Ninth Circuit Vacates Three Dicamba Registrations

DTN writer Emily Unglesbee reported yesterday that, “The U.S. Court of Appeals for the Ninth Circuit issued a decision Wednesday vacating the registrations of three dicamba herbicides, XtendiMax (Bayer), Engenia (BASF) and FeXapan (Corteva). The ruling does not appear to include Syngenta’s Tavium dicamba herbicide.

The ruling has enormous implications for farmers this summer, given that roughly 60 million acres of dicamba-tolerant cotton and soybeans were slated for 2020 planting, with the expectation that farmers could use dicamba over the top for weed control.

“Much legal wrangling likely remains ahead, but the consequences for weed control this summer could be serious if the ruling stands, said University of Illinois weed scientist Aaron Hager.”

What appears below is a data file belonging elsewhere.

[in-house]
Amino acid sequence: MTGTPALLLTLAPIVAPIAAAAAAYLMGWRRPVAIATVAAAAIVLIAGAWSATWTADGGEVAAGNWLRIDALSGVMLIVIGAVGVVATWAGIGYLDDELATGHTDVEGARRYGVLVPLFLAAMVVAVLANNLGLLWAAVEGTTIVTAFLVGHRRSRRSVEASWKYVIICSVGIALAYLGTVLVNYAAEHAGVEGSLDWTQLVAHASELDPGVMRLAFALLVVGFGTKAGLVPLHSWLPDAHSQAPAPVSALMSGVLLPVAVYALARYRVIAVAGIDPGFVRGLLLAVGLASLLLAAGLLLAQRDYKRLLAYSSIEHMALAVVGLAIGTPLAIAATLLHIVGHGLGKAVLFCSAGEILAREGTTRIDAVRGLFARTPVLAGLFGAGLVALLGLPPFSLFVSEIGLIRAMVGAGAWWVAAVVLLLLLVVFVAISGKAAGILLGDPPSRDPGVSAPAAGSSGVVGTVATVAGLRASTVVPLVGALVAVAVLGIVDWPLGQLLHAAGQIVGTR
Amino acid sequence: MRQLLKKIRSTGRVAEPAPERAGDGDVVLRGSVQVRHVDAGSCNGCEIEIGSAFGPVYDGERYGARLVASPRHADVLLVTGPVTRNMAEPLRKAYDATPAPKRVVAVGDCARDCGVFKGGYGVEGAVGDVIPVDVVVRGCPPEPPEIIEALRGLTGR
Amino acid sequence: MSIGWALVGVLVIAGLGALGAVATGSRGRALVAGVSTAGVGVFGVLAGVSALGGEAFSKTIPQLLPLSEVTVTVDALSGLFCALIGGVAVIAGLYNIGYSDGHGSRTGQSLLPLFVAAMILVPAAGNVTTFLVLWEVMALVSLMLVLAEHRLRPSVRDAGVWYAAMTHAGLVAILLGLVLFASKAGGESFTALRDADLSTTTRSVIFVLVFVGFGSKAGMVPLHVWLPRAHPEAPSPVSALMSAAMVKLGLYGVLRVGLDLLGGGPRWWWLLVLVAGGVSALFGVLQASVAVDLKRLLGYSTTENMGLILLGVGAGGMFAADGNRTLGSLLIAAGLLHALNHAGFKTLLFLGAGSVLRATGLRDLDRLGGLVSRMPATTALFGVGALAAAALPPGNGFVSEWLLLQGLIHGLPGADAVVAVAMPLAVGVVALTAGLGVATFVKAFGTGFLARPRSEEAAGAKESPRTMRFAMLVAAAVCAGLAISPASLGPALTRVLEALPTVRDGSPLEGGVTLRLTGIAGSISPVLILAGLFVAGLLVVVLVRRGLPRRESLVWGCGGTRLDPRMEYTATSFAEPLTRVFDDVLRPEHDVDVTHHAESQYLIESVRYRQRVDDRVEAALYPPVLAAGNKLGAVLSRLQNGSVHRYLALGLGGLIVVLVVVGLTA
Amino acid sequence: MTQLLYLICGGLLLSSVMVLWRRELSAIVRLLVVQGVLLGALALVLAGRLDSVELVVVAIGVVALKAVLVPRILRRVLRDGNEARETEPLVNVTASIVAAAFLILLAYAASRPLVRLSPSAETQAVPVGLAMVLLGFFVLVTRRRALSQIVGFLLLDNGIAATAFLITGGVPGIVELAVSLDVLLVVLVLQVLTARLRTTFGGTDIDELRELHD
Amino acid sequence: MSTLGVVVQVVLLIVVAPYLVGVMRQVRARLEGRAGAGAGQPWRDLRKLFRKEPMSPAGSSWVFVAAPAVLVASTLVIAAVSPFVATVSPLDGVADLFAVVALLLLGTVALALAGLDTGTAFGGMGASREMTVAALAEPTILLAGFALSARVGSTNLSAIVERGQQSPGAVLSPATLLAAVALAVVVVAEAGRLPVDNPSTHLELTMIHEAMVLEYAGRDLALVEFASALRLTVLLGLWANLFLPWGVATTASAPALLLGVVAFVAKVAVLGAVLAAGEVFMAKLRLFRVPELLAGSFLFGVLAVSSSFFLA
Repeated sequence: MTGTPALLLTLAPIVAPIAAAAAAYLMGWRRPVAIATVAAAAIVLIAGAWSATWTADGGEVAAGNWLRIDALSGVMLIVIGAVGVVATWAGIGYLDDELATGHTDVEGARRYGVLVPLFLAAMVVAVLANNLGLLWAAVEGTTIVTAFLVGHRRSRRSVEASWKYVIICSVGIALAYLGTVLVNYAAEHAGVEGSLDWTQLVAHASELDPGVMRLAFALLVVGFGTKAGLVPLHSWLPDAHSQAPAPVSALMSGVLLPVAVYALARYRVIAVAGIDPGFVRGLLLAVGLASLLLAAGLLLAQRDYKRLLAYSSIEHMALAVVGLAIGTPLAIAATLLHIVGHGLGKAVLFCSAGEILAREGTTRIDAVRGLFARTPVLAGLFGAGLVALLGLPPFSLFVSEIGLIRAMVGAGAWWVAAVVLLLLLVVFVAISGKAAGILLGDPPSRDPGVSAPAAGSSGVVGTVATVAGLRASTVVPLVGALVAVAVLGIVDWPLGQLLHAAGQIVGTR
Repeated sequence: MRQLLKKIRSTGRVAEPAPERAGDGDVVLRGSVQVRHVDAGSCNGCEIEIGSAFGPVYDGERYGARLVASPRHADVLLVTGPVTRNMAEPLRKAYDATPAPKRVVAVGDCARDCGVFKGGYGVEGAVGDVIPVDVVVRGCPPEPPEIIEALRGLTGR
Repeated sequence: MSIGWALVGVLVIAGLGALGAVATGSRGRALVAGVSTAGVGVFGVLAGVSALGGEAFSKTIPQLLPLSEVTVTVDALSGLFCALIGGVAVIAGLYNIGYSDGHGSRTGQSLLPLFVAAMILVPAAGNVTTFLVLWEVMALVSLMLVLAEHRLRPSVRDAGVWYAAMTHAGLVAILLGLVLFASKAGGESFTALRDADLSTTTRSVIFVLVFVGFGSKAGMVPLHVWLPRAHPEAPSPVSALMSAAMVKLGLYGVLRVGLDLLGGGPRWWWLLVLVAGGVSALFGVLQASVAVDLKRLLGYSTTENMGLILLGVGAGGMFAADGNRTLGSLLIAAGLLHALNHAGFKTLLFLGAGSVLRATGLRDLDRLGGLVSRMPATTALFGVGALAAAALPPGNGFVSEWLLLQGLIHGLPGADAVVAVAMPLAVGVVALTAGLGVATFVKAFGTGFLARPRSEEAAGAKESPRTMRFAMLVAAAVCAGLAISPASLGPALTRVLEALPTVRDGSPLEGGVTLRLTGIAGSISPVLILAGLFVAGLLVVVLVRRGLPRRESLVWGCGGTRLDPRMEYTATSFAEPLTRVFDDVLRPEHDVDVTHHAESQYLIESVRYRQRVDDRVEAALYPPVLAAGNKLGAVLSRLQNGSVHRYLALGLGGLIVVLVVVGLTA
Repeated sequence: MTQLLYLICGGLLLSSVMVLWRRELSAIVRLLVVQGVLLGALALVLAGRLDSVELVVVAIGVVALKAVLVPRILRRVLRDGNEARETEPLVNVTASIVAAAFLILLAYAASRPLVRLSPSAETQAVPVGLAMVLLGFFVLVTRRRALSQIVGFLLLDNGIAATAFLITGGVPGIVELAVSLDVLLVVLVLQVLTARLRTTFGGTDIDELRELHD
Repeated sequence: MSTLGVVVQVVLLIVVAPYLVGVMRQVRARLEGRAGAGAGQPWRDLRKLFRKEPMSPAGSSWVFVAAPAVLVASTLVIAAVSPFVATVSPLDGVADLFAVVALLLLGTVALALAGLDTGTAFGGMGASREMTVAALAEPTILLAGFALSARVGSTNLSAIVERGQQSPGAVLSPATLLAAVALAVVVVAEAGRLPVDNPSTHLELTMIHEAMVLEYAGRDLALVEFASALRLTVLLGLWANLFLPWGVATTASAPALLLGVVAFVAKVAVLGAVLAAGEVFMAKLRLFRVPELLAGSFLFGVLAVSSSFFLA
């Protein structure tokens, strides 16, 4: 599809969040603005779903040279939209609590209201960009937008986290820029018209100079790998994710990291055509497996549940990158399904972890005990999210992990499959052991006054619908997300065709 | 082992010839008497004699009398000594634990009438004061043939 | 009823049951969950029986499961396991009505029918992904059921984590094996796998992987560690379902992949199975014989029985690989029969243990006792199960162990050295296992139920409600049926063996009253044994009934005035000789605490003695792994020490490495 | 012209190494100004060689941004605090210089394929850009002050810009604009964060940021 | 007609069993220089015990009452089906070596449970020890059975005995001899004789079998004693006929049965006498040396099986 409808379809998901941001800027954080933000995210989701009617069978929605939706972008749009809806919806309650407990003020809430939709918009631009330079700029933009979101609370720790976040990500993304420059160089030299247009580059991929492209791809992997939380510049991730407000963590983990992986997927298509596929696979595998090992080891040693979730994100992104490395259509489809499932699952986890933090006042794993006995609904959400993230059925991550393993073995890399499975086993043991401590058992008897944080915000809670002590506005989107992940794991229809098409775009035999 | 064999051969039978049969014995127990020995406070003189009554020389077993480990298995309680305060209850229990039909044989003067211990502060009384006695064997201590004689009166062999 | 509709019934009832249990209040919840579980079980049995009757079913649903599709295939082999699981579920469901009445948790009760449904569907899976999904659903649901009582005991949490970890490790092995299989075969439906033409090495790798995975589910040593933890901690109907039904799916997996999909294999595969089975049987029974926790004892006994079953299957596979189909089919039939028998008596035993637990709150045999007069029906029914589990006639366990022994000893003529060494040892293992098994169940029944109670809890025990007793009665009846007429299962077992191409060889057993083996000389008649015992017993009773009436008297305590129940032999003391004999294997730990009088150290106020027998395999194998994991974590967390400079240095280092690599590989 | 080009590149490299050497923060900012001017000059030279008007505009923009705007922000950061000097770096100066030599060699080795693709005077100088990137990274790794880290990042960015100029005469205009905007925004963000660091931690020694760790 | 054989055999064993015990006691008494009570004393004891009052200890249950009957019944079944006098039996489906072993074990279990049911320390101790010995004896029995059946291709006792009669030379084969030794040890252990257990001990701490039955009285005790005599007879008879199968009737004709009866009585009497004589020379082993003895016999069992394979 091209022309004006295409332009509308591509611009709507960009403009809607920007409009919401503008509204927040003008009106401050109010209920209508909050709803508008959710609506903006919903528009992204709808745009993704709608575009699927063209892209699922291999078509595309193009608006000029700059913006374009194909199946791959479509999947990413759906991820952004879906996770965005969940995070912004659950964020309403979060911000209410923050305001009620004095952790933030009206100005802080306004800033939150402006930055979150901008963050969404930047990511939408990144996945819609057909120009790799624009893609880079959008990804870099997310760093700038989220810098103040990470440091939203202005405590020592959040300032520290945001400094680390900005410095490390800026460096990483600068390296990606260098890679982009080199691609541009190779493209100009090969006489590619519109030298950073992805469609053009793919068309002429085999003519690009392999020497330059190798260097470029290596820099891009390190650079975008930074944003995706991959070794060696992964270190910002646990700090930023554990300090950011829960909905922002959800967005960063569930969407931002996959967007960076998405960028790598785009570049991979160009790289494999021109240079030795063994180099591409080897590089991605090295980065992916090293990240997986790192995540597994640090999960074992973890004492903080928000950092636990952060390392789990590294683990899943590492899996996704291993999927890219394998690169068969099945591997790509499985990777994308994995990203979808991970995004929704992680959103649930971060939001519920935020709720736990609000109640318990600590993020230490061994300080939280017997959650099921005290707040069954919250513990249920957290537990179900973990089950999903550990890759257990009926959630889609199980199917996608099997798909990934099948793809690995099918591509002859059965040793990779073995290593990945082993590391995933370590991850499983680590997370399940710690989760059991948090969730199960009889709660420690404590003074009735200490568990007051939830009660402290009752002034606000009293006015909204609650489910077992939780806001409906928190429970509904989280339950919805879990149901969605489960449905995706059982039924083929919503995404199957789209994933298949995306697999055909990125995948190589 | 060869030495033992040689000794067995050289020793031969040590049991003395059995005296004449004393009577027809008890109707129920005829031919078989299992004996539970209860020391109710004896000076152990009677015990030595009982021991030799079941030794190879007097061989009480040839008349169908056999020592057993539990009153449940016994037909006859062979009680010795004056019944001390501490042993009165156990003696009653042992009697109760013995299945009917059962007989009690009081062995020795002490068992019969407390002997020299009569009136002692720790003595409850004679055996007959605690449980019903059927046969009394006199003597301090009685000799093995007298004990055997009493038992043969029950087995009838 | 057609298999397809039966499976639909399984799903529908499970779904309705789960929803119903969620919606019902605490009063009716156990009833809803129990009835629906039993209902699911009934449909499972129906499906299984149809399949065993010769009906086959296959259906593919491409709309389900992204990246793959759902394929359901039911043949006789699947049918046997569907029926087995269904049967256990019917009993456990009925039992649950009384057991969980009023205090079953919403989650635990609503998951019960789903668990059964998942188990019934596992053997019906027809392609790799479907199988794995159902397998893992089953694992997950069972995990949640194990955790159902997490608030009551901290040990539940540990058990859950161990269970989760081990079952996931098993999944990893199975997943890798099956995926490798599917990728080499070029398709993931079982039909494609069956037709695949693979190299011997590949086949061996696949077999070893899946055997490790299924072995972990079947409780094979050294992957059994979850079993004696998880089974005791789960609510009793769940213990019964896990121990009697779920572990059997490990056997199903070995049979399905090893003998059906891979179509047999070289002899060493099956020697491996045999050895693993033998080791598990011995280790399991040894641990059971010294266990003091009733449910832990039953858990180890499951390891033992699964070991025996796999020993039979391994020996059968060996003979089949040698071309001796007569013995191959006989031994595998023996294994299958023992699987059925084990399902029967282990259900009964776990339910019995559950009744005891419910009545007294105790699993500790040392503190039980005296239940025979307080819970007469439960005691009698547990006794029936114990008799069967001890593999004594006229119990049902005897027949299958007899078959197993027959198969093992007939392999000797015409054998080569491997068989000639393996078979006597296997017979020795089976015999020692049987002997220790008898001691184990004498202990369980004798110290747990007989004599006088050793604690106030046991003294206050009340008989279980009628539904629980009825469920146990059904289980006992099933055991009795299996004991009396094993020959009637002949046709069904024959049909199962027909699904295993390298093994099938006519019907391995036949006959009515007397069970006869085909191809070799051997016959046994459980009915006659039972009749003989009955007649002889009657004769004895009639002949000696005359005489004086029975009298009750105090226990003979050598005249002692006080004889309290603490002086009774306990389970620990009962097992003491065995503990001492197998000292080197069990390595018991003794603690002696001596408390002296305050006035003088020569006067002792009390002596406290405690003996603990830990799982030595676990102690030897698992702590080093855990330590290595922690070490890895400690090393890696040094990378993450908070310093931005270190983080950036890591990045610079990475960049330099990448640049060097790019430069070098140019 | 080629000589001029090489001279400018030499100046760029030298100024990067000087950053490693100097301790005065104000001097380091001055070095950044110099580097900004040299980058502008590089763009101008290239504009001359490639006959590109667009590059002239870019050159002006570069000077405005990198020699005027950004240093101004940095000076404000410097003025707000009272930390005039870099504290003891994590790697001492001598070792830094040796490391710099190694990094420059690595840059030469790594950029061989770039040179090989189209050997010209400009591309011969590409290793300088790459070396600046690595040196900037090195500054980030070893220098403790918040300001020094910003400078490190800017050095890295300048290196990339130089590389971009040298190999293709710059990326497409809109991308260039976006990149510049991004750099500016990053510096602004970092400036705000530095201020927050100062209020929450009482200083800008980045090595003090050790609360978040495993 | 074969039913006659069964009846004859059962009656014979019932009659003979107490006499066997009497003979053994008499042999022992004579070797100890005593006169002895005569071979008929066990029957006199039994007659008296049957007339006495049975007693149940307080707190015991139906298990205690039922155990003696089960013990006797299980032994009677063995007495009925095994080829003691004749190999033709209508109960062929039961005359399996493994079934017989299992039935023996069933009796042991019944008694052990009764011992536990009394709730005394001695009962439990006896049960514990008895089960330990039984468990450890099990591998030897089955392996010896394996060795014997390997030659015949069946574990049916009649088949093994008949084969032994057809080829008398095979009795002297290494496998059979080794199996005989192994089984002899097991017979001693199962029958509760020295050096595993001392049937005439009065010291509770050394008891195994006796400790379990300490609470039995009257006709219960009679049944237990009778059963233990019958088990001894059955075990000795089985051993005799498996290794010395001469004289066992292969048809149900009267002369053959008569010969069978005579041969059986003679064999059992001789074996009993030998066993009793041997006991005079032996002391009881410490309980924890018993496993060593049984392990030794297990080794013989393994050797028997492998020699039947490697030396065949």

The DTN article stated that, “‘Given that there are many thousands, if not millions, of Xtend acres that have not been treated yet, if this label is fully vacated right now and there is no appeal and stay from the courts, farmers will have to scramble to come up with alternative solutions,’ he said.

“When asked what this ruling means for legal use of dicamba in 2020, an EPA spokesperson could only tell DTN by email that ‘EPA is currently reviewing the court decision and will move promptly to address the Court’s directive.’

“At least one dicamba registrant, Bayer, has vowed to fight the ruling and try to mute its effect on farmers this growing season.”

Ms. Unglesbee indicated that, “The Ninth Circuit’s ruling came from a lawsuit brought against EPA and Monsanto (now Bayer) in 2017 by a coalition of farming and environmental groups, namely, the National Family Farm Coalition, the Center for Food Safety, the Center for Biological Diversity and the Pesticide Action Network. The lawsuit alleged that EPA violated both the Federal Insecticide, Fungicide and Rodenticide Act (FIFRA), as well as the Endangered Species Act (ESA) when it first registered dicamba for use on dicamba-tolerant crops in 2017.”

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